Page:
Against this backdrop, the following four strategic objectives underpin the 2017 South Sudan RRRP:

  1. Uphold the quality of asylum for South Sudanese refugees in the region by meeting their lifesaving needs according to applicable minimum standards, in particular through:
  • Mitigation of heightened protection risks faced by women, children and youth, who constitute an overwhelming majority of the South Sudanese refugee population, and provision of adequate services to victims of violence and other protection risks;
  • Full integration of community-based protection mechanisms into refugee assistance programmes to strengthen food and nutritional security and existing coping mechanisms of refugees;
  • Increasing refugee access to quality and inclusive education and basic health services by maximizing synergies with national systems which address the needs of vulnerable host communities;
  • Broadening economic opportunities available to refugees by supporting policies that offer alternatives to camps and access to self-reliance activities benefiting both refugee and host communities;
  • Implementing environmentally sound refugee site planning that ensures sustainable access to water and sanitation;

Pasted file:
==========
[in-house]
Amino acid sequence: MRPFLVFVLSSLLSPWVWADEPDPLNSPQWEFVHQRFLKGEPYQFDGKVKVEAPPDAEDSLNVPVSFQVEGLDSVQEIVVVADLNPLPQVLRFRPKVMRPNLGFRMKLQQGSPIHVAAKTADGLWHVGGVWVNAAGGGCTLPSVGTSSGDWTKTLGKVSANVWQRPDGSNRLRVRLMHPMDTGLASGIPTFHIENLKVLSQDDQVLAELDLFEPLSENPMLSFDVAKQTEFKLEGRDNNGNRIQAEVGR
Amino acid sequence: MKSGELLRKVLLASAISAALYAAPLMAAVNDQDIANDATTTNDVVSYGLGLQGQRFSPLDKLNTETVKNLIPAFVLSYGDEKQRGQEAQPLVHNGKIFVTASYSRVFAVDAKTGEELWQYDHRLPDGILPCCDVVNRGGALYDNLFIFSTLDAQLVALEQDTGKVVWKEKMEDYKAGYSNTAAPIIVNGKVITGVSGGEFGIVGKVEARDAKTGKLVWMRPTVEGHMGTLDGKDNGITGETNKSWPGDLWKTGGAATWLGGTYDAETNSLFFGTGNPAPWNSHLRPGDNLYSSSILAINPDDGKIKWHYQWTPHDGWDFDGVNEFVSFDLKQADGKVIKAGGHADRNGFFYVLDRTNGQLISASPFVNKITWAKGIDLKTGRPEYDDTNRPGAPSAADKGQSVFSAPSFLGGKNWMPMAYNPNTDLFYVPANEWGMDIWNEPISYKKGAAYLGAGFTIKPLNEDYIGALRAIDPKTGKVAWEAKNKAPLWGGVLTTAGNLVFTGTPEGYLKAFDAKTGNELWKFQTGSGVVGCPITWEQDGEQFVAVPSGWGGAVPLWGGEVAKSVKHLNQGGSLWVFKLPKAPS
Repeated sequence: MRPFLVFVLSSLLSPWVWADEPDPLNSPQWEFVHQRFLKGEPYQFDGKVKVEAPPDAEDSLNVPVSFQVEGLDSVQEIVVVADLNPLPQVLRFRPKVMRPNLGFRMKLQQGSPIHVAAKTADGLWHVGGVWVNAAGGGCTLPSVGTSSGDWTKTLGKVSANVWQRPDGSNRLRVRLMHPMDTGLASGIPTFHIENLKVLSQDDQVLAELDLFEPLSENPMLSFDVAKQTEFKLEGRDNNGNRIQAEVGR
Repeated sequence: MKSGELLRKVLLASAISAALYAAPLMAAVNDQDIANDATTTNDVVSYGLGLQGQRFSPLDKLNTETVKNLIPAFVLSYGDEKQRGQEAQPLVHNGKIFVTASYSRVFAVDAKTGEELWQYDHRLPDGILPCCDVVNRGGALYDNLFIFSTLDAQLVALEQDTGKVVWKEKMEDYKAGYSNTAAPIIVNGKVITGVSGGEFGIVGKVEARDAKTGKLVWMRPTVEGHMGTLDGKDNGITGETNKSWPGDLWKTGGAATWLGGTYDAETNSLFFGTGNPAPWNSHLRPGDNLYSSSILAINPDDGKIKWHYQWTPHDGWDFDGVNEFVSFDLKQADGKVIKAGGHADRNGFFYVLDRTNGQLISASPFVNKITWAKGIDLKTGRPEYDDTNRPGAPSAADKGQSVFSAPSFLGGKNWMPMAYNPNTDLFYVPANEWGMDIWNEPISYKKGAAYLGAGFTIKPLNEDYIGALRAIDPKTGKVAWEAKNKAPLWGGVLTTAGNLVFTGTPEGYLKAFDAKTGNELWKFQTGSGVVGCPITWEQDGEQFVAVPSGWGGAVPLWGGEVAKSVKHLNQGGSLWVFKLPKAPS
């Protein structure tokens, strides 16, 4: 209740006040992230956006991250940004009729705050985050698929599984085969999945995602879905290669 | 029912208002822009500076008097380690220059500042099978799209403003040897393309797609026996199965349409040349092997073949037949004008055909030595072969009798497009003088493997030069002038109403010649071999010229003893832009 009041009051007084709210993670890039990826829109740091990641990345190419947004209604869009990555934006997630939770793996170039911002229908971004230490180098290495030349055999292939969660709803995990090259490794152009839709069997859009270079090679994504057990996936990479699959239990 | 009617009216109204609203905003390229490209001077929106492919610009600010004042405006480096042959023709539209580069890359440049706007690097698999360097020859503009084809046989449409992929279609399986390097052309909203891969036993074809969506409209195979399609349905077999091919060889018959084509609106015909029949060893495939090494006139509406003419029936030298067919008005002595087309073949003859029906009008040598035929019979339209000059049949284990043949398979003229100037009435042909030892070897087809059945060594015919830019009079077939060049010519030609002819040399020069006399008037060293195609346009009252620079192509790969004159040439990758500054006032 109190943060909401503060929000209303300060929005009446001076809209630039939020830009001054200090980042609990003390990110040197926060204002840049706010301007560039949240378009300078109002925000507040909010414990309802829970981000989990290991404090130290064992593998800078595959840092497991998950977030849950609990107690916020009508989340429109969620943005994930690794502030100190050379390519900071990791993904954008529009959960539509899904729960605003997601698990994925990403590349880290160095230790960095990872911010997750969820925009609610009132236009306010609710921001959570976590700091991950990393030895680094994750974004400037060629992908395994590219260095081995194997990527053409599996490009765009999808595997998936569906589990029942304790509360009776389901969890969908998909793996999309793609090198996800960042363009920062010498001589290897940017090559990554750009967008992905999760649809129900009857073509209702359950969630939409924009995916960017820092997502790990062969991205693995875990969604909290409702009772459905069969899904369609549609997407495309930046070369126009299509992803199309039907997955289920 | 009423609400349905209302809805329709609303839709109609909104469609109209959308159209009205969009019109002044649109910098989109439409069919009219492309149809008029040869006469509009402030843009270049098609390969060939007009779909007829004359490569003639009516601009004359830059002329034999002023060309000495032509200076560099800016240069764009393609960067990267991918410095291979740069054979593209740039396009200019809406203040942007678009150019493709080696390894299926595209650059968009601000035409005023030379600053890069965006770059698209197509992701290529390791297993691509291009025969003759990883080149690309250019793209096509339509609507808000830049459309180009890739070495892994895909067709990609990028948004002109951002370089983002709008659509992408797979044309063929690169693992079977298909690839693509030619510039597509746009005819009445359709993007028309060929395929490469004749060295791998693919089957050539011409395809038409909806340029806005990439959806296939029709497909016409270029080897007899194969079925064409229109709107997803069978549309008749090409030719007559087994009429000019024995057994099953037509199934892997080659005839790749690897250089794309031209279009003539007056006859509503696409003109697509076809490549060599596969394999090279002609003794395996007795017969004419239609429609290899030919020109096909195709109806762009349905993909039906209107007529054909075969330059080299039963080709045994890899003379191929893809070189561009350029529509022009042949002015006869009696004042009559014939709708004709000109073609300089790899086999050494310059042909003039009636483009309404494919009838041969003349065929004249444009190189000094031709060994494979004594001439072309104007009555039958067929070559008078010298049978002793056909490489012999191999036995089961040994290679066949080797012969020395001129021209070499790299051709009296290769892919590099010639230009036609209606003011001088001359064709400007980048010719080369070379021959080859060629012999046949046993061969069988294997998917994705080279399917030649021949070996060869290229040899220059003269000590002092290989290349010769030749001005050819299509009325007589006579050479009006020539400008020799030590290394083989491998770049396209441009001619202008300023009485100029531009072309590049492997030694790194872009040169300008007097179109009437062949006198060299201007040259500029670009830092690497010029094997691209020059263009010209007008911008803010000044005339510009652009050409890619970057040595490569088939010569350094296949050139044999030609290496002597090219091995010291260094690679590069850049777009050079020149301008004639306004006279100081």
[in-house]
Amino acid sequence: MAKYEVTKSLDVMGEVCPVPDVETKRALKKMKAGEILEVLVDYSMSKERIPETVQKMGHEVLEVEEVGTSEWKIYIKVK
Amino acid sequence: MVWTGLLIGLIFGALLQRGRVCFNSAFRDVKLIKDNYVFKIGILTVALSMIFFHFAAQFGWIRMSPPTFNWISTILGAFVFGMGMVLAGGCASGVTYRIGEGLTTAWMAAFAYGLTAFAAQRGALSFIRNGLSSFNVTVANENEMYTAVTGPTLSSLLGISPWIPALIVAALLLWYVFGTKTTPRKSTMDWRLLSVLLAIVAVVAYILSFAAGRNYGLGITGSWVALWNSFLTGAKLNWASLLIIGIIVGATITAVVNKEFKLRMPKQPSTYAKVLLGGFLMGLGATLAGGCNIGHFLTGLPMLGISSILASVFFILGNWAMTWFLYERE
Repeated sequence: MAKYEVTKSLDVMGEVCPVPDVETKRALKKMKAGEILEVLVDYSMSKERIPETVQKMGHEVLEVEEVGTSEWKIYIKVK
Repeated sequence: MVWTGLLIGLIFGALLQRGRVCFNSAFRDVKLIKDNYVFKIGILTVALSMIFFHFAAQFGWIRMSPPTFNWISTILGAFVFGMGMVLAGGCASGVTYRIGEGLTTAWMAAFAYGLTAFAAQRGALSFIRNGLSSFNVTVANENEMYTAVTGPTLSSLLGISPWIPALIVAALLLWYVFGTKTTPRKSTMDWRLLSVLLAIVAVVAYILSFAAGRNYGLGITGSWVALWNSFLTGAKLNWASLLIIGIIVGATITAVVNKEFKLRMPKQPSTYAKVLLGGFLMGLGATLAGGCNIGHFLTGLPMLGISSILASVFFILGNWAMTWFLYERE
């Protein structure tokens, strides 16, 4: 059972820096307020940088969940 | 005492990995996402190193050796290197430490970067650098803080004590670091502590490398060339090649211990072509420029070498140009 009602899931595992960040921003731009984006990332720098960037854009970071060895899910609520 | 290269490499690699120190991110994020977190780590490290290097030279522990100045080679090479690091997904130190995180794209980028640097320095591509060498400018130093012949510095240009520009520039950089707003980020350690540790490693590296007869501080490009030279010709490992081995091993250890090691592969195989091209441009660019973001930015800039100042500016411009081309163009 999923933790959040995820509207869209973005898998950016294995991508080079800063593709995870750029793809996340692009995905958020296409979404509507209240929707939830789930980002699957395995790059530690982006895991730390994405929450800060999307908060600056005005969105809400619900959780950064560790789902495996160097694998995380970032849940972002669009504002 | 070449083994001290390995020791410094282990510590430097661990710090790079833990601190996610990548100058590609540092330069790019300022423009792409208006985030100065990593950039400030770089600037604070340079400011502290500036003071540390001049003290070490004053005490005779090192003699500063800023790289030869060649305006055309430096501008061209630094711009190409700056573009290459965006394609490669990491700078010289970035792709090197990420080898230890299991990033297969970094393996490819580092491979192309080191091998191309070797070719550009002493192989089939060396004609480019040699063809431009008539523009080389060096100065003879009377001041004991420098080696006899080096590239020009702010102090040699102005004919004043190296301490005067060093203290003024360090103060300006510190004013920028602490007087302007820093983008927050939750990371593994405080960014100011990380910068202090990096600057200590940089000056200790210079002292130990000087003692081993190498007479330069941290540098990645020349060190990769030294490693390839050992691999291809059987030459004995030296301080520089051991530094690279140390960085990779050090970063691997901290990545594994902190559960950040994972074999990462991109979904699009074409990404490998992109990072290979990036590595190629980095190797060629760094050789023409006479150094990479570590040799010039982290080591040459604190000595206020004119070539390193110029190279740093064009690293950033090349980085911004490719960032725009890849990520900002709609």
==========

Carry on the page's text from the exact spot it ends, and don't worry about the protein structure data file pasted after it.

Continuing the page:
• Supporting peace education and other initiatives aimed at encouraging co-existence among refugee communities of different ethnicities, as well as between refugees and their hosts;
  1. Anchor the response within national and regional multi-year protection frameworks, policies, laws, and standards which address legal and physical protection needs of South Sudanese refugees.

  2. Enhance biometric registration, documentation and data management in collaboration with host Governments to support implementation of durable solutions strategies. Aggregate socio-economic data on livelihoods and skills profiles to improve evidence-based joint programming with line ministries, humanitarian partners, the World Bank, the African Development Bank (AfDB) and other multilateral development agencies.

  3. Proactively explore and, where applicable, pursue innovative approaches stemming from participatory assessments with refugees, Governments, humanitarian and development actors, private sector, and civil society, with a view to introduce cash-based interventions (CBIs) and other initiatives to alleviate the dependency of refugees on aid.